Signs Your Skin Barrier Needs A Little Extra TLC

Call it the aftershock of post dry, winter seasons, or starvation after strings of sleepless nights. Whatever the case, your skin's natural moisture barrier endures so much during its lifetime that it will, emphasis on will, let you know when it is irritated. After all, your skin is like a puppy, a loveable attention hog. It requires constant care through hydration and nutrients to keep it healthy, youthful, and well-nourished.

Sticking to this analogy, this puppy, when upset, can retaliate quickly and harshly, though it's not uncommon to experience such hate-love relationship episodes with your skin. After all, we all get to share in the honor of living life, which includes aging and seasonal changes. Still, with this accomplishment comes anti-love letters from our skin, warning us of a lack of support, especially in less-than-ideal situations: chapped hands, rashes, and fine lines.

It's bad enough that your skin can retaliate on you like a toddler in their terrible twos, but what happens before that breaking point? Could and should our skin warn us when it's in desperate need of some TLC?

What causes damage?

Kiehls states that the moisture barrier refers to the epidermis, which is the top layer of skin. It's held together by thousands of cells, proteins, and lipids. As expected from such a large organ, it carries out roles crucial to bodily health and development. Among them are detoxing pollutants, protecting from sun damage, and maintaining hydration. It's no surprise then that many ingredients are needed for dewy skin all year long, in order to keep the skin barrier bouncy and bacteria-free.

So, what happens when the skin barrier is damaged? Infection is more likely to seep in through the skin, especially through chapped cracks or inflamed rashes. Acts that contribute to barrier unbalance are cosmetic as they are organic: environmental conditions like excessive sun exposure and drastic temperatures heavily impact barrier health. The way you wash your face also affects irritation levels.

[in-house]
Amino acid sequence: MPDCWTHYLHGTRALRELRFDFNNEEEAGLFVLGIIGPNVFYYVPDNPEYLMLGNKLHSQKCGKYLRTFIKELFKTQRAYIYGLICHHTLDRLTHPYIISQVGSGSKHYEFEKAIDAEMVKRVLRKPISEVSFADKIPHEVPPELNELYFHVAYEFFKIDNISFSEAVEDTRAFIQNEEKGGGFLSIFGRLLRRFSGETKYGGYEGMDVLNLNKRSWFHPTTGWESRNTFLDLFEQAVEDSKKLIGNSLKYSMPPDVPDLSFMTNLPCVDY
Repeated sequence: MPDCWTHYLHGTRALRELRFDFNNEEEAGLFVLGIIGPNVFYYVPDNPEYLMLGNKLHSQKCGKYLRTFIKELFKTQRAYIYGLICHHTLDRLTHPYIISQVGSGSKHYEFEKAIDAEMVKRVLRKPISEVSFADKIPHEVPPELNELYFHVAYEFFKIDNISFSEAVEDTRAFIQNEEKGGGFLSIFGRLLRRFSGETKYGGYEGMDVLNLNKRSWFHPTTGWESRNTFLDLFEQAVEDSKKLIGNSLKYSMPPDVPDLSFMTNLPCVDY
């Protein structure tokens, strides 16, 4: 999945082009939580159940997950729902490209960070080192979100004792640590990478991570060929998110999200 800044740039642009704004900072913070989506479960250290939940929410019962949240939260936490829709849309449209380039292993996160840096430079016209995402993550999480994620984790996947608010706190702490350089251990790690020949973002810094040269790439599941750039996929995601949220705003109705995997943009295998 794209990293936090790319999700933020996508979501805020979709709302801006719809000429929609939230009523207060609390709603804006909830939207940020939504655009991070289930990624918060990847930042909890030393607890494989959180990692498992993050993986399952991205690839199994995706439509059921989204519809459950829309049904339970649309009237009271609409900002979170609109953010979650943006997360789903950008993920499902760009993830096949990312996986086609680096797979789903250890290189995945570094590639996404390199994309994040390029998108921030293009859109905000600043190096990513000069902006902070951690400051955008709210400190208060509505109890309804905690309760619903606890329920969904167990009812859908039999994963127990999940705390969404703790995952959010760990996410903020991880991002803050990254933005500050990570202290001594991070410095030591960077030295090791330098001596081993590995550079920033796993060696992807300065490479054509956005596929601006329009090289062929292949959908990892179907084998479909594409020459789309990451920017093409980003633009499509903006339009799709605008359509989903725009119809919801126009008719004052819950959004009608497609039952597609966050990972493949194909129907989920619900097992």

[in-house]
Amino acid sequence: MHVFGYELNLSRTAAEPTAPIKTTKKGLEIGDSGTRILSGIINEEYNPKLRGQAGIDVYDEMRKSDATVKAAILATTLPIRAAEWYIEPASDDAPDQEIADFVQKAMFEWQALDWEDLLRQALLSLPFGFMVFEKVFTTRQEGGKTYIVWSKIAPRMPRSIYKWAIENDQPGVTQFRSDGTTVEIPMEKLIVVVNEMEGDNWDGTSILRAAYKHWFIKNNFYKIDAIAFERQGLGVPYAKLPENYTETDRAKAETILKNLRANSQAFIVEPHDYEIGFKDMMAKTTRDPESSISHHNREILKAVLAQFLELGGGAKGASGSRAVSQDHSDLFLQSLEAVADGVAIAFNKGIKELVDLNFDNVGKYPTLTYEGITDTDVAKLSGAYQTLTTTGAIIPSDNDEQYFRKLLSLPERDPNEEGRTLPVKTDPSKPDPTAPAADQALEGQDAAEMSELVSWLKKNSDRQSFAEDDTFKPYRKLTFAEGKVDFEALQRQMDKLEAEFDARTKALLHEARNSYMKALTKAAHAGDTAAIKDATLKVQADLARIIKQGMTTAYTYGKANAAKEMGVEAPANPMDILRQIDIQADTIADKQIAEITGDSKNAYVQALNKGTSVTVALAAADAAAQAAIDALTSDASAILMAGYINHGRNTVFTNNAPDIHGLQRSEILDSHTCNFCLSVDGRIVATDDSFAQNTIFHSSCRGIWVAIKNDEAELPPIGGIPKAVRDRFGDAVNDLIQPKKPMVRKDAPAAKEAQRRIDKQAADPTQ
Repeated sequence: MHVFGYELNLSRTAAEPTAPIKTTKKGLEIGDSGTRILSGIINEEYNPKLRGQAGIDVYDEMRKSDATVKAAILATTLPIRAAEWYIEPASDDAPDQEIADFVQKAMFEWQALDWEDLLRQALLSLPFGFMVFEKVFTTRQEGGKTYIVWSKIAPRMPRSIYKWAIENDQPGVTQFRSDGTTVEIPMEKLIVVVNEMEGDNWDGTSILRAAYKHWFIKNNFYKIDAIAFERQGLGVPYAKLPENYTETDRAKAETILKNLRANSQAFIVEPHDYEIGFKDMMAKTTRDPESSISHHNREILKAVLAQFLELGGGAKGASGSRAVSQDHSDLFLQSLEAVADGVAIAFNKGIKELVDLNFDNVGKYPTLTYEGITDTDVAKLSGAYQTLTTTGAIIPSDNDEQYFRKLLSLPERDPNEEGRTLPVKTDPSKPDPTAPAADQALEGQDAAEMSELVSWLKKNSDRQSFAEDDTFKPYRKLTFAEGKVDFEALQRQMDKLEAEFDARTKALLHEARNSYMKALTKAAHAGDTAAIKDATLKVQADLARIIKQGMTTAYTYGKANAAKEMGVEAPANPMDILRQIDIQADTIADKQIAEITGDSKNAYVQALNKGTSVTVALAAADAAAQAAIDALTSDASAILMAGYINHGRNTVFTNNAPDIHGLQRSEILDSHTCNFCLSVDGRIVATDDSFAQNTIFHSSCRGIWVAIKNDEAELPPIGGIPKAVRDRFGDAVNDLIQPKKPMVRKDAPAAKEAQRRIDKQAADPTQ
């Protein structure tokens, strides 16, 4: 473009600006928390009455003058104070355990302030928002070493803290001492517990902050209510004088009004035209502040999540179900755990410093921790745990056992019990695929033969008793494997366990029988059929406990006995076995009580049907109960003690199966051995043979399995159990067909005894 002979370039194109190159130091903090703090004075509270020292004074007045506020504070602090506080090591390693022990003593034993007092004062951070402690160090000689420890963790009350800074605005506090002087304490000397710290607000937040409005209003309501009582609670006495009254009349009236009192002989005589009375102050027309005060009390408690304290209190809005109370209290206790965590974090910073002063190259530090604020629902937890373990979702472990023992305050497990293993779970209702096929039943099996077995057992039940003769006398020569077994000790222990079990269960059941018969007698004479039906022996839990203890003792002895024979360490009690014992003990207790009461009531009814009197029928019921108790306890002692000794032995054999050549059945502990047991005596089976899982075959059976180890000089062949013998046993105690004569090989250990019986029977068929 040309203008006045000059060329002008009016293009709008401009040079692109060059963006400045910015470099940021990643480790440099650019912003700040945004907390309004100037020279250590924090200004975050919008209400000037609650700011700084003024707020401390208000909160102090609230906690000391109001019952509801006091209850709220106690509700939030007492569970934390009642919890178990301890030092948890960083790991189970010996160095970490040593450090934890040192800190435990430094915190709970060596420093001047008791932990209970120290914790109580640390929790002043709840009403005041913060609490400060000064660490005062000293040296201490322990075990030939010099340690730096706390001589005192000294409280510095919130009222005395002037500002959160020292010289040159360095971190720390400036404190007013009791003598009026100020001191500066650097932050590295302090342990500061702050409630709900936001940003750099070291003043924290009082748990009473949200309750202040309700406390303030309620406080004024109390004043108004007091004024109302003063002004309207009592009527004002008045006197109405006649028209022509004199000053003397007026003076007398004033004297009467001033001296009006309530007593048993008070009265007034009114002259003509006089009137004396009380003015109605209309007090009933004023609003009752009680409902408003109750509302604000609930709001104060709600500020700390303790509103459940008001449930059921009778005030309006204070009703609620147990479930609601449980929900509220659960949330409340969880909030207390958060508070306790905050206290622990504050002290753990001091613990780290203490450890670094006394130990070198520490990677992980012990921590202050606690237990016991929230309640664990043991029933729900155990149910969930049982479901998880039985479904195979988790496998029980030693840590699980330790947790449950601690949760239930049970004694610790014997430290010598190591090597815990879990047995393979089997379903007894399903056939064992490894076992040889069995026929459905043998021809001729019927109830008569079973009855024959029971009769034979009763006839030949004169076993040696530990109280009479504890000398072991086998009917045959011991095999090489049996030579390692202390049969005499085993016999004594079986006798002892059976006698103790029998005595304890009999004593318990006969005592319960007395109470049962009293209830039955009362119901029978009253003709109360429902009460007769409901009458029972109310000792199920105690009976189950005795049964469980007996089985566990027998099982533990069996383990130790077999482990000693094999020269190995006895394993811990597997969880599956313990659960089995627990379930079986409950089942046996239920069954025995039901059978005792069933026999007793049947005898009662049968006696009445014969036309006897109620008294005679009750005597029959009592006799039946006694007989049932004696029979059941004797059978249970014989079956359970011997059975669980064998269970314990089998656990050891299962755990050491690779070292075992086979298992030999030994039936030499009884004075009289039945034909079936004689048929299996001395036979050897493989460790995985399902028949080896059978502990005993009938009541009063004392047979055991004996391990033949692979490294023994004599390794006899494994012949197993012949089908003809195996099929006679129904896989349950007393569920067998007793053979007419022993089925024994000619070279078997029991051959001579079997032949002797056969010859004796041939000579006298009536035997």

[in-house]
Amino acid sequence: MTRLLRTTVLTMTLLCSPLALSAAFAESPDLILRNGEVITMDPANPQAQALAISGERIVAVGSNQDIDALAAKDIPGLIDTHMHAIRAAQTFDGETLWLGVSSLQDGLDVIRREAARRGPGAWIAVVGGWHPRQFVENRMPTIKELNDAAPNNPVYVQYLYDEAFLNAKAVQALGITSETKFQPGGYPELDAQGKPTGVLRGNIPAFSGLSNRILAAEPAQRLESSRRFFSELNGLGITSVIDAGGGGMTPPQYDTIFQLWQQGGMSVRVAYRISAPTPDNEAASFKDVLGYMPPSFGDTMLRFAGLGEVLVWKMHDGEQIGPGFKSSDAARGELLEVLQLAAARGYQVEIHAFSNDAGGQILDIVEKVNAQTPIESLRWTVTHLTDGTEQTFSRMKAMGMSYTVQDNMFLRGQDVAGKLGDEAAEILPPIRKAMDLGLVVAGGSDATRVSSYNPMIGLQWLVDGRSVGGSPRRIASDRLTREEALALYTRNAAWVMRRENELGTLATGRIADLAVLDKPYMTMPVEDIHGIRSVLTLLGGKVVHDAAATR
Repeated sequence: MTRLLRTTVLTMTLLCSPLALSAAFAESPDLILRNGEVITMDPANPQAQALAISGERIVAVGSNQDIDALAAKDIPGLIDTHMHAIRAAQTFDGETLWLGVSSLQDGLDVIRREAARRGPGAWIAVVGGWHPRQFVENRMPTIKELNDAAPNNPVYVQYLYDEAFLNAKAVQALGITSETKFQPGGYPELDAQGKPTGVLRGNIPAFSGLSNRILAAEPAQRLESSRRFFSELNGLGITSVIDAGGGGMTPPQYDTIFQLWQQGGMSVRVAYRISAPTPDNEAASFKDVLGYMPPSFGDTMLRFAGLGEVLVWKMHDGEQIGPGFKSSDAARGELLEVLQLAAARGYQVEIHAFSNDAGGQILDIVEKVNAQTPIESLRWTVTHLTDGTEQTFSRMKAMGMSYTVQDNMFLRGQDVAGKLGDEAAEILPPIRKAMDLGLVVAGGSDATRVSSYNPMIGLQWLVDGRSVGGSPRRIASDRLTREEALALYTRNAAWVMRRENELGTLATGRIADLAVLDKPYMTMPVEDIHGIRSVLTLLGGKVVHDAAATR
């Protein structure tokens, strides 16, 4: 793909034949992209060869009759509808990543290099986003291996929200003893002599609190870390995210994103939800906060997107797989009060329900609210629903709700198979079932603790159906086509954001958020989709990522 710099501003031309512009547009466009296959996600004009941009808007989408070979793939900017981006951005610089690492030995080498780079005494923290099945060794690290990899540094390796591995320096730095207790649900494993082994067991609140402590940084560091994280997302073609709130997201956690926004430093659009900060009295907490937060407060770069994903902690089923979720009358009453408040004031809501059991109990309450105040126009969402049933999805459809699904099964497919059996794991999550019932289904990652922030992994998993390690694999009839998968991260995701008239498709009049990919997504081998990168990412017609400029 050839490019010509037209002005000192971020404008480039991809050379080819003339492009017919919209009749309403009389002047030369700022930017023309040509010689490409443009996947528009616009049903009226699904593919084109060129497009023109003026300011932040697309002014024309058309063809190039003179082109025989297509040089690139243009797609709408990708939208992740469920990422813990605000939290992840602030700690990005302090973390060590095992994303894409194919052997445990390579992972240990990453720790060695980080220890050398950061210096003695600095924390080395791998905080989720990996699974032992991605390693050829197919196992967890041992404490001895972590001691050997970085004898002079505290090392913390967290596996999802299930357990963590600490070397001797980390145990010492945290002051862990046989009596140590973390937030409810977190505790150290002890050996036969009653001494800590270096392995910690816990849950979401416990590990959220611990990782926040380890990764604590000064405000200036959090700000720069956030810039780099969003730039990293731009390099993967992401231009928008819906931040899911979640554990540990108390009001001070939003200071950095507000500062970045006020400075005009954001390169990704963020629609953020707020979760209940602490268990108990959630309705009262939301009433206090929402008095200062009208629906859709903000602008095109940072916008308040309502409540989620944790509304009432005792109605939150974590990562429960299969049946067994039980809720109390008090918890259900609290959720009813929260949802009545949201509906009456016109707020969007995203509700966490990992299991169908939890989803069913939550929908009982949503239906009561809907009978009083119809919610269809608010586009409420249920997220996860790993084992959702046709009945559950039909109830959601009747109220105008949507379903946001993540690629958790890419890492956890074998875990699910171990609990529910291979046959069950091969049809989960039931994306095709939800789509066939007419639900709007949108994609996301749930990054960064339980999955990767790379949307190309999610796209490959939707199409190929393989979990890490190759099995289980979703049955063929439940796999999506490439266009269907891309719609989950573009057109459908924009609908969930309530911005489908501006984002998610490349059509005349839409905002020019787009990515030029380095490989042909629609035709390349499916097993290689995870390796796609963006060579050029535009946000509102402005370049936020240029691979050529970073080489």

You may also be wondering, can lack of sleep contribute to skin sensitivity and loss of elasticity? Unfortunately, it can, by giving the skin barrier less time to recover from the environmental elements mentioned above. 

Proper sleep can to wonders

Important things to remember when giving your skin barrier an extra dose of TLC: start small and go back to the basics, like getting a good night's rest. Proper sleep can lead to barrier balance and is ideal for anyone wanting long-term skin satisfaction. After all, beauty sleep is so much more than just looking your best. "Overnight, skin goes into repair and restore mode, meaning it removes toxins, repairs cell and DNA damage caused by the environment, replaces aging cells, and creates new ones. That's why after good-quality sleep, skin looks fresher, younger, and more radiant," sleep expert Dr. Anna Persaud, PhD, told Everyday Health

Lacking rest drastically affects hydration levels not just in your skin, but in your entire body. Aiming for the proper amount of sleep (yes, even if it's only an hour increase) can drastically affect and keep your skin feeling healthier in the long run. Eating foods that help you sleep — like cherries, almonds, and organic yogurt — can also help produce better quality rest, stimulating the body's natural sleep cycle, and contributing to overall skin barrier health.